Human and murine cerebral malaria are associated with elevated levels of cytokines in the brain and adherence of platelets to the microvasculature. Here we demonstrated that the accumulation of platelets in the brain microvasculature can be detected with MRI, using what we believe to be a novel contrast agent, at a time when the pathology is undetectable by conventional MRI. Ligand-induced binding sites (LIBS) on activated platelet glycoprotein IIb/IIIa receptors were detected in the brains of malaria-infected mice 6 days after inoculation with Plasmodium berghei using microparticles of iron oxide (MPIOs) conjugated to a single-chain antibody specific for the LIBS (LIBS-MPIO). No binding of the LIBS-MPIO contrast agent was detected in uninfected animals. A combination of LIBS-MPIO MRI, confocal microscopy, and transmission electron microscopy revealed that the proinflammatory cytokine TNF-α, but not IL-1β or lymphotoxin-α (LT-α), induced adherence of platelets to cerebrovascular endothelium. Peak platelet adhesion was found 12 h after TNF-α injection and was readily detected with LIBS-MPIO contrast-enhanced MRI. Temporal studies revealed that the level of MPIO-induced contrast was proportional to the number of platelets bound. Thus, the LIBS-MPIO contrast agent enabled noninvasive detection of otherwise undetectable cerebral pathology by in vivo MRI before the appearance of clinical disease, highlighting the potential of targeted contrast agents for diagnostic, mechanistic, and therapeutic studies.
Constantin von zur Muhlen, Nicola R. Sibson, Karlheinz Peter, Sandra J. Campbell, Panop Wilainam, Georges E. Grau, Christoph Bode, Robin P. Choudhury, Daniel C. Anthony
Although opioids are highly effective analgesics, they are also known to induce cellular adaptations resulting in tolerance. Experimental studies are often performed in the absence of painful tissue injury, which precludes extrapolation to the clinical situation. Here we show that rats with chronic morphine treatment do not develop signs of tolerance at peripheral μ-opioid receptors (μ-receptors) in the presence of painful CFA-induced paw inflammation. In sensory neurons of these animals, internalization of μ-receptors was significantly increased and G protein coupling of μ-receptors as well as inhibition of cAMP accumulation were preserved. Opioid receptor trafficking and signaling were reduced, and tolerance was restored when endogenous opioid peptides in inflamed tissue were removed by antibodies or by depleting opioid-producing granulocytes, monocytes, and lymphocytes with cyclophosphamide (CTX). Our data indicate that the continuous availability of endogenous opioids in inflamed tissue increases recycling and preserves signaling of μ-receptors in sensory neurons, thereby counteracting the development of peripheral opioid tolerance. These findings infer that the use of peripherally acting opioids for the prolonged treatment of inflammatory pain associated with diseases such as chronic arthritis, inflammatory neuropathy, or cancer, is not necessarily accompanied by opioid tolerance.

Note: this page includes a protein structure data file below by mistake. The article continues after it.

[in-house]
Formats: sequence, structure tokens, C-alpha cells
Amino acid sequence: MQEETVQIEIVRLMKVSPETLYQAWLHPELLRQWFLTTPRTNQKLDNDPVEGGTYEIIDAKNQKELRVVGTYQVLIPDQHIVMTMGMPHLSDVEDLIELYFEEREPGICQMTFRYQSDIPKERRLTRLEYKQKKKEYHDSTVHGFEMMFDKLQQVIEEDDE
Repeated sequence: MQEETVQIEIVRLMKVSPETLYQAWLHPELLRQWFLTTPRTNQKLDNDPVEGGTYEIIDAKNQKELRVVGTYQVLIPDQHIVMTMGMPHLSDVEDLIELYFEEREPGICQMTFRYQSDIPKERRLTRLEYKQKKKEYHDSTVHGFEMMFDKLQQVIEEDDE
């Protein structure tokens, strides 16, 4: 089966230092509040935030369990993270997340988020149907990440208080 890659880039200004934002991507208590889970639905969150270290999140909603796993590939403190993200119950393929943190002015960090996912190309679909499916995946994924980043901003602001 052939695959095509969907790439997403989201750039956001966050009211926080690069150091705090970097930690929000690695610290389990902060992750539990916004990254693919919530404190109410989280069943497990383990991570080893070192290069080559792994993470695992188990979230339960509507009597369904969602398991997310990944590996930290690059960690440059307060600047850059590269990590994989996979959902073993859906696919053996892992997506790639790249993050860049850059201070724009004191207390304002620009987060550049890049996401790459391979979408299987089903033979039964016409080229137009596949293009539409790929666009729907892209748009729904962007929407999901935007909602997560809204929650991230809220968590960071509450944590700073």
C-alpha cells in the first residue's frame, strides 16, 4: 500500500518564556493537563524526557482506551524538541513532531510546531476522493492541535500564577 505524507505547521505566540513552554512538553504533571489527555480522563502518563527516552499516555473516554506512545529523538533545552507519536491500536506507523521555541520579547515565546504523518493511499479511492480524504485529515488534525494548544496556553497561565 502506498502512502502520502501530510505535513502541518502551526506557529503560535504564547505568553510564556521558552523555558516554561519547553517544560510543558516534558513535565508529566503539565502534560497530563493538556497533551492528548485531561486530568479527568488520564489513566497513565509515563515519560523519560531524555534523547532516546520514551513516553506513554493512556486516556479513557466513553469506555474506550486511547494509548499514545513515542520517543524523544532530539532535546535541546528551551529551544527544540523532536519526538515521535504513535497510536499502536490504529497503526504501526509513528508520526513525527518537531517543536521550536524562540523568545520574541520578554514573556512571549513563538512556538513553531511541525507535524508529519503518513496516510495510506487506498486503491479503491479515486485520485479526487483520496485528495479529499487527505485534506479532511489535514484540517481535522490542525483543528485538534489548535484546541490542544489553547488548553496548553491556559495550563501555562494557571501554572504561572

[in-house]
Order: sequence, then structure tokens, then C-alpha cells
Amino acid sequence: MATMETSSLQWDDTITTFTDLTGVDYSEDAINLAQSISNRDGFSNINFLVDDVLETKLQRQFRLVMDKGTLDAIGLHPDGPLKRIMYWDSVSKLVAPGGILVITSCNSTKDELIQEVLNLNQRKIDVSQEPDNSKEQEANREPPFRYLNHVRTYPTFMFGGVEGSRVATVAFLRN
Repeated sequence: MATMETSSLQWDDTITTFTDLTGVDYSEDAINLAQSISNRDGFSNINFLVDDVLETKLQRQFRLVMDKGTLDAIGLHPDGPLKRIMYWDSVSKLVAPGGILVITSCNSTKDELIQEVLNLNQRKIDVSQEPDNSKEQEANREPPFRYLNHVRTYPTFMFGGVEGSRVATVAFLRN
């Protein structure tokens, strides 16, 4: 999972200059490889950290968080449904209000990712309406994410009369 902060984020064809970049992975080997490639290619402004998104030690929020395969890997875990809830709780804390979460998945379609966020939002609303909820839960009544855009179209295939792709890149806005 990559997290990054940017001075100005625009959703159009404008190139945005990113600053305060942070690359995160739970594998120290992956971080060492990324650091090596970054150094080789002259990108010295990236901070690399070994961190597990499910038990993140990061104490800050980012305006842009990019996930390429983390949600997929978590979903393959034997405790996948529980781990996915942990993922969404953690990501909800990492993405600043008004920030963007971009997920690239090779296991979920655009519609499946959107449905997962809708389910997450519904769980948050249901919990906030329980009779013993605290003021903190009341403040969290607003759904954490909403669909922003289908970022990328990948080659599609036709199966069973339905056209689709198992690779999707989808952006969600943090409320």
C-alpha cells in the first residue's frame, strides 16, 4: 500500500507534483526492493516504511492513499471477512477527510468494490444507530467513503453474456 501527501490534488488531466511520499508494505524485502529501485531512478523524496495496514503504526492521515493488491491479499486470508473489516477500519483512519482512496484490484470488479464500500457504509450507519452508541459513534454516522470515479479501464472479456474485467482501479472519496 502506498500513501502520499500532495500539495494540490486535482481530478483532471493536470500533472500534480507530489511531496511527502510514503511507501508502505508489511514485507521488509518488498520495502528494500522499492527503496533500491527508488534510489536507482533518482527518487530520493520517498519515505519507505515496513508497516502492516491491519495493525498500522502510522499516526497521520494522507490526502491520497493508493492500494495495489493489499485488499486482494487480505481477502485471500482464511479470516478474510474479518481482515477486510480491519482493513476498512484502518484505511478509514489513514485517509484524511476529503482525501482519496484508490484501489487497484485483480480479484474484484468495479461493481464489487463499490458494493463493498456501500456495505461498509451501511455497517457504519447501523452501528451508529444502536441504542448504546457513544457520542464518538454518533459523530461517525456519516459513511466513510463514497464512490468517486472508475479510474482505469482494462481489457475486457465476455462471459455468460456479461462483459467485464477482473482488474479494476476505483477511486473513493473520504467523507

Christian Zöllner, Shaaban A. Mousa, Oliver Fischer, Heike L. Rittner, Mohammed Shaqura, Alexander Brack, Mehdi Shakibaei, Waltraud Binder, Florian Urban, Christoph Stein, Michael Schäfer
APOE genotype is a major genetic risk factor for late-onset Alzheimer disease (AD). ABCA1, a member of the ATP-binding cassette family of active transporters, lipidates apoE in the CNS. Abca1–/– mice have decreased lipid associated with apoE and increased amyloid deposition in several AD mouse models. We hypothesized that mice overexpressing ABCA1 in the brain would have increased lipidation of apoE-containing lipoproteins and decreased amyloid deposition. To address these hypotheses, we created PrP-mAbca1 Tg mice that overexpress mouse Abca1 throughout the brain under the control of the mouse prion promoter. We bred the PrP-mAbca1 mice to the PDAPP AD mouse model, a transgenic line overexpressing a mutant human amyloid precursor protein. PDAPP/Abca1 Tg mice developed a phenotype remarkably similar to that seen in PDAPP/Apoe–/– mice: there was significantly less amyloid β-peptide (Aβ) deposition, a redistribution of Aβ to the hilus of the dentate gyrus in the hippocampus, and an almost complete absence of thioflavine S–positive amyloid plaques. Analyses of CSF from PrP-mAbca1 Tg mice and media conditioned by PrP-mAbca1 Tg primary astrocytes demonstrated increased lipidation of apoE-containing particles. These data support the conclusions that increased ABCA1-mediated lipidation of apoE in the CNS can reduce amyloid burden and that increasing ABCA1 function may have a therapeutic effect on AD.
Suzanne E. Wahrle, Hong Jiang, Maia Parsadanian, Jungsu Kim, Aimin Li, Amanda Knoten, Sanjay Jain, Veronica Hirsch-Reinshagen, Cheryl L. Wellington, Kelly R. Bales, Steven M. Paul, David M. Holtzman